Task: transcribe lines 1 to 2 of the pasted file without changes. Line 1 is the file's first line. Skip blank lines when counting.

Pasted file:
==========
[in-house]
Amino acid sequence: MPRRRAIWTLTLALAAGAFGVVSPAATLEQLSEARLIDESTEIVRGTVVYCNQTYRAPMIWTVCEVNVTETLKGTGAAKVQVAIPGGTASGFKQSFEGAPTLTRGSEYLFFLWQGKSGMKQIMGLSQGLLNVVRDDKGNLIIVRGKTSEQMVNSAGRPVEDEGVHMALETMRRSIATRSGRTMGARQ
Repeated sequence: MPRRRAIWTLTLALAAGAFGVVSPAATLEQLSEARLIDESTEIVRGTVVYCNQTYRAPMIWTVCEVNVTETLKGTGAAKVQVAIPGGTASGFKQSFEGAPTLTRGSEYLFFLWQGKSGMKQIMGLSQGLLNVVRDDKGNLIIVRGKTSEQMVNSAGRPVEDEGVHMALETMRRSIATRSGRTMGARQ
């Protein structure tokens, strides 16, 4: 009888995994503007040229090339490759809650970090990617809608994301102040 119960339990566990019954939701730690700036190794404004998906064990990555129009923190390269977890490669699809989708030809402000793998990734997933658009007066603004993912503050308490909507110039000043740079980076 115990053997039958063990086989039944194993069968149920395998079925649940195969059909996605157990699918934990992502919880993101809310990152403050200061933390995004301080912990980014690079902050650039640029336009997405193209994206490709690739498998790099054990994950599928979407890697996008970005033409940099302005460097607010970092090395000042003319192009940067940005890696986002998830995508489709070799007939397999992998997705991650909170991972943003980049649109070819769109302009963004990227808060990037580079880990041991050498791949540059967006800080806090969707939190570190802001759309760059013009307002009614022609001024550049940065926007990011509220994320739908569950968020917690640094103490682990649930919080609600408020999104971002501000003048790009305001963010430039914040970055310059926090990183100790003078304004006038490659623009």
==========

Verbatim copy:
[in-house]
Amino acid sequence: MPRRRAIWTLTLALAAGAFGVVSPAATLEQLSEARLIDESTEIVRGTVVYCNQTYRAPMIWTVCEVNVTETLKGTGAAKVQVAIPGGTASGFKQSFEGAPTLTRGSEYLFFLWQGKSGMKQIMGLSQGLLNVVRDDKGNLIIVRGKTSEQMVNSAGRPVEDEGVHMALETMRRSIATRSGRTMGARQ